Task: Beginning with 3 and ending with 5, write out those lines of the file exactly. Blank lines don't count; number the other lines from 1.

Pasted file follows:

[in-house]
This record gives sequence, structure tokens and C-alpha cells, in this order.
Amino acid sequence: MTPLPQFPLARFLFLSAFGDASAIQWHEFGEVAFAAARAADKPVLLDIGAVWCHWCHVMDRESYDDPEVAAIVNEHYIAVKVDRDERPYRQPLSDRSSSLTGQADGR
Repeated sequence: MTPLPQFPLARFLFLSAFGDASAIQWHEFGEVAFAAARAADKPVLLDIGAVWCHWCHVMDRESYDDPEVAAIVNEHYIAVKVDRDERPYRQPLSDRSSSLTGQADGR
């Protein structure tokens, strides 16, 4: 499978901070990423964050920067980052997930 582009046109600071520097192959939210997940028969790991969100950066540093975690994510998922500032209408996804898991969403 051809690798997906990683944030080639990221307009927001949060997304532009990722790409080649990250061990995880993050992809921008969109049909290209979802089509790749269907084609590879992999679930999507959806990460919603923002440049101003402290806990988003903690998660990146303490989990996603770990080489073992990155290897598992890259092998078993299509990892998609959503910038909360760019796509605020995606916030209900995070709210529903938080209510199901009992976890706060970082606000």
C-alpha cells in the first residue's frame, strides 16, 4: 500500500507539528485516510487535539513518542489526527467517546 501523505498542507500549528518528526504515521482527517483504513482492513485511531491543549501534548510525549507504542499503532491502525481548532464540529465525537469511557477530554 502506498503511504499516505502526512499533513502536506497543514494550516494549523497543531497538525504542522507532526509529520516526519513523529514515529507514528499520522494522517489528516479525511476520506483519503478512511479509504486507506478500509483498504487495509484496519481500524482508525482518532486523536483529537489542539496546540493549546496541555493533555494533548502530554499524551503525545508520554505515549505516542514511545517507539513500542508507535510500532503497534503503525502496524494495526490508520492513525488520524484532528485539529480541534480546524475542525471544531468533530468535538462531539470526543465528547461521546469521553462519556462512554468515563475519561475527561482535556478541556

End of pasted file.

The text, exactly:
Amino acid sequence: MTPLPQFPLARFLFLSAFGDASAIQWHEFGEVAFAAARAADKPVLLDIGAVWCHWCHVMDRESYDDPEVAAIVNEHYIAVKVDRDERPYRQPLSDRSSSLTGQADGR
Repeated sequence: MTPLPQFPLARFLFLSAFGDASAIQWHEFGEVAFAAARAADKPVLLDIGAVWCHWCHVMDRESYDDPEVAAIVNEHYIAVKVDRDERPYRQPLSDRSSSLTGQADGR
């Protein structure tokens, strides 16, 4: 499978901070990423964050920067980052997930 582009046109600071520097192959939210997940028969790991969100950066540093975690994510998922500032209408996804898991969403 051809690798997906990683944030080639990221307009927001949060997304532009990722790409080649990250061990995880993050992809921008969109049909290209979802089509790749269907084609590879992999679930999507959806990460919603923002440049101003402290806990988003903690998660990146303490989990996603770990080489073992990155290897598992890259092998078993299509990892998609959503910038909360760019796509605020995606916030209900995070709210529903938080209510199901009992976890706060970082606000």